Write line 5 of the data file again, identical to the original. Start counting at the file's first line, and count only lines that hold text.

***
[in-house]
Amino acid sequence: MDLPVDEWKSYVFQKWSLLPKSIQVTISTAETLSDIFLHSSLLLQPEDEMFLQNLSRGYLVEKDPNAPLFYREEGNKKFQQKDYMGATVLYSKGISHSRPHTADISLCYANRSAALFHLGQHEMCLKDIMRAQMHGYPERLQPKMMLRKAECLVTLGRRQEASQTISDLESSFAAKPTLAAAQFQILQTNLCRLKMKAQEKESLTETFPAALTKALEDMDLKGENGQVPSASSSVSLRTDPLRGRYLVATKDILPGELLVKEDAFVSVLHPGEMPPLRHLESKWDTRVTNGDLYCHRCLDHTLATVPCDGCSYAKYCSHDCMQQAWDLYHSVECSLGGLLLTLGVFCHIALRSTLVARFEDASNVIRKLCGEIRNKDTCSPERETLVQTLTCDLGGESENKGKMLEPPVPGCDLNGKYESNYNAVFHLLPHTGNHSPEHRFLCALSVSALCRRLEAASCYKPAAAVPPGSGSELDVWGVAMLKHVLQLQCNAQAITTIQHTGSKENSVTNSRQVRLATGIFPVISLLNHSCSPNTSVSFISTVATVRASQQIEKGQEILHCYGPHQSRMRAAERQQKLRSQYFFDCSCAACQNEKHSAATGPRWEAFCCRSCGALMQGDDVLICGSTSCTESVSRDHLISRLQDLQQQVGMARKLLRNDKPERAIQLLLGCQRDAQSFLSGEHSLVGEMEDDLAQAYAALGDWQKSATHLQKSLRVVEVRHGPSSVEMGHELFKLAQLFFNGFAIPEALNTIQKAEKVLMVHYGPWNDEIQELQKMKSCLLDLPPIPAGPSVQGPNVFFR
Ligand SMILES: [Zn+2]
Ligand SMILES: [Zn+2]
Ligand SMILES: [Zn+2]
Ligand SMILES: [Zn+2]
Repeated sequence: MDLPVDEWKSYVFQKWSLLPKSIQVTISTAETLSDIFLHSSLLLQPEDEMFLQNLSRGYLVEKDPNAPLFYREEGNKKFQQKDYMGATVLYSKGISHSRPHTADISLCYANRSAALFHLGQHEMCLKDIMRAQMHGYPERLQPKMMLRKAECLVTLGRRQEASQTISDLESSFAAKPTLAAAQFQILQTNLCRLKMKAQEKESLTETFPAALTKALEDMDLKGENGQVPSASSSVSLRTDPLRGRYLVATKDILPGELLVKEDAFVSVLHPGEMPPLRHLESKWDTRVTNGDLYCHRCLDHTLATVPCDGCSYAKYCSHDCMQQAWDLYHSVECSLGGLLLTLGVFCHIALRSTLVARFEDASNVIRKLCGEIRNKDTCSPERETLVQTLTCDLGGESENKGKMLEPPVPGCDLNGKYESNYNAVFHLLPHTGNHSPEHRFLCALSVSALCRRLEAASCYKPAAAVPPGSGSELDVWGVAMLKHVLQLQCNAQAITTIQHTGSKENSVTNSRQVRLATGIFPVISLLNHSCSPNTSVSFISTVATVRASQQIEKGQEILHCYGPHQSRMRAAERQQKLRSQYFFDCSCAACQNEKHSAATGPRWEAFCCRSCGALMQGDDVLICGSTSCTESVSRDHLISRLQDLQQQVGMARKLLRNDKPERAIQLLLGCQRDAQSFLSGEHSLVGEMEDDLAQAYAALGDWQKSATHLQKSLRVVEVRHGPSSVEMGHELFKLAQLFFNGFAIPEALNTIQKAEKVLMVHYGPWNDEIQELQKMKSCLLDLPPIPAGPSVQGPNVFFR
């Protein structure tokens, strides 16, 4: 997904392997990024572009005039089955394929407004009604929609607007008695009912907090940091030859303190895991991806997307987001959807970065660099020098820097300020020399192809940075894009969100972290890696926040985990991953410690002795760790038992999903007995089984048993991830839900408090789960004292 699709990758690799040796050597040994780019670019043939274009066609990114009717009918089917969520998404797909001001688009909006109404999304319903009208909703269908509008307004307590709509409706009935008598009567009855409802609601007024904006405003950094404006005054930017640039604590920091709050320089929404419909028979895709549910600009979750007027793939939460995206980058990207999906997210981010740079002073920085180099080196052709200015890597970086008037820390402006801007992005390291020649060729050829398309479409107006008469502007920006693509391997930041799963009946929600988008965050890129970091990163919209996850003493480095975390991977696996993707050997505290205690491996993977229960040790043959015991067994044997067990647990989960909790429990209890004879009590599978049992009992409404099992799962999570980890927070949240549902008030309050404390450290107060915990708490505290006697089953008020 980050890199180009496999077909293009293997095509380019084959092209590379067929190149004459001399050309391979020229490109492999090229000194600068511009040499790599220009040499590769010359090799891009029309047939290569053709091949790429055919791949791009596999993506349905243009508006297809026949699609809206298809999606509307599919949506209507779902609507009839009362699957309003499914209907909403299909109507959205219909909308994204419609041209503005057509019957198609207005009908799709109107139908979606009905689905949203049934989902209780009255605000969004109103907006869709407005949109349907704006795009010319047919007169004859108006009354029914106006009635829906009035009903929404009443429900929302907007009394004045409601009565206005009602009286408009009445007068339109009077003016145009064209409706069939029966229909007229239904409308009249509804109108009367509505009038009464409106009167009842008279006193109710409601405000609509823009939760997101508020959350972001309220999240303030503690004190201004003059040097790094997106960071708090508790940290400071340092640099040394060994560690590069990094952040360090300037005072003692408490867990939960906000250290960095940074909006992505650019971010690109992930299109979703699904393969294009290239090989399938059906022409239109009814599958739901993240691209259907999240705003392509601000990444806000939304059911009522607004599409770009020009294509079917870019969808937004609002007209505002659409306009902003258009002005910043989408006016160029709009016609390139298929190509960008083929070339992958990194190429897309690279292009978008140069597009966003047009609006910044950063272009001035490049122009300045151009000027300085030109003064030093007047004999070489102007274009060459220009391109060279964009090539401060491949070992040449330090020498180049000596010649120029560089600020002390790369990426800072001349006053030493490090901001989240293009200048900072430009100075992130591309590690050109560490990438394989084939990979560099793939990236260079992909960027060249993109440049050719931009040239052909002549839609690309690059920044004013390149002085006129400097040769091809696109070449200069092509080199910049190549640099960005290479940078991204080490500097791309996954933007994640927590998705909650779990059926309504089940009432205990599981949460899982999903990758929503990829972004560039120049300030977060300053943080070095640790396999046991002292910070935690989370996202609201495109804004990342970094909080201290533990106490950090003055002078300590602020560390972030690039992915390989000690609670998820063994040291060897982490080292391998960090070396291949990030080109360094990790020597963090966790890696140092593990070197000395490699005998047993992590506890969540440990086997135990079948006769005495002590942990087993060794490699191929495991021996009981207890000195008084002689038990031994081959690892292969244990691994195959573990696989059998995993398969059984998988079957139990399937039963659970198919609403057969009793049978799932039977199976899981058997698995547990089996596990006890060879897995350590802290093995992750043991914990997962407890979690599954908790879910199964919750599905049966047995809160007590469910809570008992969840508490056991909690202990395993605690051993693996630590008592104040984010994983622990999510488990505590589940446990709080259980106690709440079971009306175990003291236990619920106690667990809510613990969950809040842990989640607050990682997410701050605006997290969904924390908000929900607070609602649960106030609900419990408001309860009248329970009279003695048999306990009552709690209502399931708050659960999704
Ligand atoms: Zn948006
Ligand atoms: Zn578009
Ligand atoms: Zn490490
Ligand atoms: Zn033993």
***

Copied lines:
Ligand SMILES: [Zn+2]